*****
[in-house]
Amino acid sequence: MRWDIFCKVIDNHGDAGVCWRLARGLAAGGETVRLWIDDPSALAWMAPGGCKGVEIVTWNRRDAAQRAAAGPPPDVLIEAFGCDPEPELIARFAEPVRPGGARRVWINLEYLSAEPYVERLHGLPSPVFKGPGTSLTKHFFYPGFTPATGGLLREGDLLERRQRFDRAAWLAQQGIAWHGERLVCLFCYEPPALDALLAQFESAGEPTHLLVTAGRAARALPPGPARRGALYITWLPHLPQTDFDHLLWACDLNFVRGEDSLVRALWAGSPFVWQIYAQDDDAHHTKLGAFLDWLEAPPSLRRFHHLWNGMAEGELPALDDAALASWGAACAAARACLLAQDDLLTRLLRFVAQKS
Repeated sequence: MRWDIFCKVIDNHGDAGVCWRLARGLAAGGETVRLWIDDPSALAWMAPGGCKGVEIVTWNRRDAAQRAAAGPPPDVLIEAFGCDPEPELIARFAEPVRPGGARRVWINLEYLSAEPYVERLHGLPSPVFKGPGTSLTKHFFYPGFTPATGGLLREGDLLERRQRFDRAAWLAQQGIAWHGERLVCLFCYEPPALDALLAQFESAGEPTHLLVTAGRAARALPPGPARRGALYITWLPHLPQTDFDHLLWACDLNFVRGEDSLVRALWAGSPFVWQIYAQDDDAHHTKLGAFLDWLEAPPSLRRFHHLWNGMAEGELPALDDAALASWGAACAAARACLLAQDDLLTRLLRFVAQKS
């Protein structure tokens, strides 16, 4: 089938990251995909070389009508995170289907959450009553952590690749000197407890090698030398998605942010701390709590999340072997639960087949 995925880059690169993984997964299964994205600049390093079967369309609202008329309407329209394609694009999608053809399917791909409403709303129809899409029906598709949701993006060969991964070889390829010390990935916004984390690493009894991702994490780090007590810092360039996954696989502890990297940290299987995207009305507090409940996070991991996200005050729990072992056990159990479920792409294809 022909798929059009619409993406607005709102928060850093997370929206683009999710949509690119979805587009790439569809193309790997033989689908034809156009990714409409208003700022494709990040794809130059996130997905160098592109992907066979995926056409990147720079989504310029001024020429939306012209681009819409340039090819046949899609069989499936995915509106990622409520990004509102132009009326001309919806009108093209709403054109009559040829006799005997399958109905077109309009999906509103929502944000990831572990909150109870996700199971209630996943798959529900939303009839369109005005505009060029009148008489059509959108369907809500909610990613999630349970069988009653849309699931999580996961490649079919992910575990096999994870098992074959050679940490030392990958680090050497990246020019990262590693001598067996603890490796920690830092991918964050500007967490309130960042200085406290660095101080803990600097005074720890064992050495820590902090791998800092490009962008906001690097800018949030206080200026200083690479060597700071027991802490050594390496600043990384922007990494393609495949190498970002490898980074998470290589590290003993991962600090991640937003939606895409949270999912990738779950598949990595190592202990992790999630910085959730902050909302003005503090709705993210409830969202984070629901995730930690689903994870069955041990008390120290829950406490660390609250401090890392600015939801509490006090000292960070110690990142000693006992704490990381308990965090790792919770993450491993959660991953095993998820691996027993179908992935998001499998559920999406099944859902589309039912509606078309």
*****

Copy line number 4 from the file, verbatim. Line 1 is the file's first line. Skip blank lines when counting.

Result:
């Protein structure tokens, strides 16, 4: 089938990251995909070389009508995170289907959450009553952590690749000197407890090698030398998605942010701390709590999340072997639960087949 995925880059690169993984997964299964994205600049390093079967369309609202008329309407329209394609694009999608053809399917791909409403709303129809899409029906598709949701993006060969991964070889390829010390990935916004984390690493009894991702994490780090007590810092360039996954696989502890990297940290299987995207009305507090409940996070991991996200005050729990072992056990159990479920792409294809 022909798929059009619409993406607005709102928060850093997370929206683009999710949509690119979805587009790439569809193309790997033989689908034809156009990714409409208003700022494709990040794809130059996130997905160098592109992907066979995926056409990147720079989504310029001024020429939306012209681009819409340039090819046949899609069989499936995915509106990622409520990004509102132009009326001309919806009108093209709403054109009559040829006799005997399958109905077109309009999906509103929502944000990831572990909150109870996700199971209630996943798959529900939303009839369109005005505009060029009148008489059509959108369907809500909610990613999630349970069988009653849309699931999580996961490649079919992910575990096999994870098992074959050679940490030392990958680090050497990246020019990262590693001598067996603890490796920690830092991918964050500007967490309130960042200085406290660095101080803990600097005074720890064992050495820590902090791998800092490009962008906001690097800018949030206080200026200083690479060597700071027991802490050594390496600043990384922007990494393609495949190498970002490898980074998470290589590290003993991962600090991640937003939606895409949270999912990738779950598949990595190592202990992790999630910085959730902050909302003005503090709705993210409830969202984070629901995730930690689903994870069955041990008390120290829950406490660390609250401090890392600015939801509490006090000292960070110690990142000693006992704490990381308990965090790792919770993450491993959660991953095993998820691996027993179908992935998001499998559920999406099944859902589309039912509606078309």